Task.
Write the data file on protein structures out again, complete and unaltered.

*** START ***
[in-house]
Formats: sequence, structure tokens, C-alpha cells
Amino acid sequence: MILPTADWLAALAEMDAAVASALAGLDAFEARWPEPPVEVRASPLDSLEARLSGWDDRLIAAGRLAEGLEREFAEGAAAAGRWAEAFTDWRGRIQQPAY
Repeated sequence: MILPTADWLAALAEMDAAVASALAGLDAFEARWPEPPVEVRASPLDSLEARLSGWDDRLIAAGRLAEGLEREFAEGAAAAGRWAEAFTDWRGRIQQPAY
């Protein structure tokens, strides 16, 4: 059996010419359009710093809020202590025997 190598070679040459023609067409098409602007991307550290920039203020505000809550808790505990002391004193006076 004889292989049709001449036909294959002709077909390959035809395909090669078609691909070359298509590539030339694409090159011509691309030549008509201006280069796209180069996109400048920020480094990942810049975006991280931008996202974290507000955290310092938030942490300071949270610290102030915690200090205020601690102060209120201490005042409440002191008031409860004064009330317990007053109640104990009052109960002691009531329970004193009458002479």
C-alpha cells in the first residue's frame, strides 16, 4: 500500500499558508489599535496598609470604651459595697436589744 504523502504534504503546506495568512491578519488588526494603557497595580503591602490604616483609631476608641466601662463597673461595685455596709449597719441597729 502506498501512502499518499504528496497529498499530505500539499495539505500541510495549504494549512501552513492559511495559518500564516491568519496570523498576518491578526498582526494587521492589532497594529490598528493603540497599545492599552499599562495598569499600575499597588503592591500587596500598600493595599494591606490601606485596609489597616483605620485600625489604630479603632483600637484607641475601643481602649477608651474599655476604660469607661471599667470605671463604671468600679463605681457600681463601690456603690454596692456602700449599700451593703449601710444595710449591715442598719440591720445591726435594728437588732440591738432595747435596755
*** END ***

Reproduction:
[in-house]
Formats: sequence, structure tokens, C-alpha cells
Amino acid sequence: MILPTADWLAALAEMDAAVASALAGLDAFEARWPEPPVEVRASPLDSLEARLSGWDDRLIAAGRLAEGLEREFAEGAAAAGRWAEAFTDWRGRIQQPAY
Repeated sequence: MILPTADWLAALAEMDAAVASALAGLDAFEARWPEPPVEVRASPLDSLEARLSGWDDRLIAAGRLAEGLEREFAEGAAAAGRWAEAFTDWRGRIQQPAY
């Protein structure tokens, strides 16, 4: 059996010419359009710093809020202590025997 190598070679040459023609067409098409602007991307550290920039203020505000809550808790505990002391004193006076 004889292989049709001449036909294959002709077909390959035809395909090669078609691909070359298509590539030339694409090159011509691309030549008509201006280069796209180069996109400048920020480094990942810049975006991280931008996202974290507000955290310092938030942490300071949270610290102030915690200090205020601690102060209120201490005042409440002191008031409860004064009330317990007053109640104990009052109960002691009531329970004193009458002479």
C-alpha cells in the first residue's frame, strides 16, 4: 500500500499558508489599535496598609470604651459595697436589744 504523502504534504503546506495568512491578519488588526494603557497595580503591602490604616483609631476608641466601662463597673461595685455596709449597719441597729 502506498501512502499518499504528496497529498499530505500539499495539505500541510495549504494549512501552513492559511495559518500564516491568519496570523498576518491578526498582526494587521492589532497594529490598528493603540497599545492599552499599562495598569499600575499597588503592591500587596500598600493595599494591606490601606485596609489597616483605620485600625489604630479603632483600637484607641475601643481602649477608651474599655476604660469607661471599667470605671463604671468600679463605681457600681463601690456603690454596692456602700449599700451593703449601710444595710449591715442598719440591720445591726435594728437588732440591738432595747435596755